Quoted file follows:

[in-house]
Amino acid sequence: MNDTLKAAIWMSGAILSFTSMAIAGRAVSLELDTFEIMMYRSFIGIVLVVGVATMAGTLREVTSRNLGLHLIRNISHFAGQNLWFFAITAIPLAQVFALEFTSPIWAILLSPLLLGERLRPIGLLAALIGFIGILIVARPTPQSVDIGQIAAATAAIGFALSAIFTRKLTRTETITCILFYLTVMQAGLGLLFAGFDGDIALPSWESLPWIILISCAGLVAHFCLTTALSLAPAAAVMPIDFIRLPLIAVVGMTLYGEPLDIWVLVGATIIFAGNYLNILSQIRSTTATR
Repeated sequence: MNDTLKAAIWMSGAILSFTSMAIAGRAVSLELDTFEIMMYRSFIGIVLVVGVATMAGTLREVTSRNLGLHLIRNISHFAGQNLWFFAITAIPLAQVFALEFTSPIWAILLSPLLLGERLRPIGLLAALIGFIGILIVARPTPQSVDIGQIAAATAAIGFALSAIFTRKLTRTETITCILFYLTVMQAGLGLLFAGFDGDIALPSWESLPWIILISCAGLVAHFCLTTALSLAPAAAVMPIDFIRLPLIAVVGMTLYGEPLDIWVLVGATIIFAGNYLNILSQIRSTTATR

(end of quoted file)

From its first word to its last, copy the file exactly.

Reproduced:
[in-house]
Amino acid sequence: MNDTLKAAIWMSGAILSFTSMAIAGRAVSLELDTFEIMMYRSFIGIVLVVGVATMAGTLREVTSRNLGLHLIRNISHFAGQNLWFFAITAIPLAQVFALEFTSPIWAILLSPLLLGERLRPIGLLAALIGFIGILIVARPTPQSVDIGQIAAATAAIGFALSAIFTRKLTRTETITCILFYLTVMQAGLGLLFAGFDGDIALPSWESLPWIILISCAGLVAHFCLTTALSLAPAAAVMPIDFIRLPLIAVVGMTLYGEPLDIWVLVGATIIFAGNYLNILSQIRSTTATR
Repeated sequence: MNDTLKAAIWMSGAILSFTSMAIAGRAVSLELDTFEIMMYRSFIGIVLVVGVATMAGTLREVTSRNLGLHLIRNISHFAGQNLWFFAITAIPLAQVFALEFTSPIWAILLSPLLLGERLRPIGLLAALIGFIGILIVARPTPQSVDIGQIAAATAAIGFALSAIFTRKLTRTETITCILFYLTVMQAGLGLLFAGFDGDIALPSWESLPWIILISCAGLVAHFCLTTALSLAPAAAVMPIDFIRLPLIAVVGMTLYGEPLDIWVLVGATIIFAGNYLNILSQIRSTTATR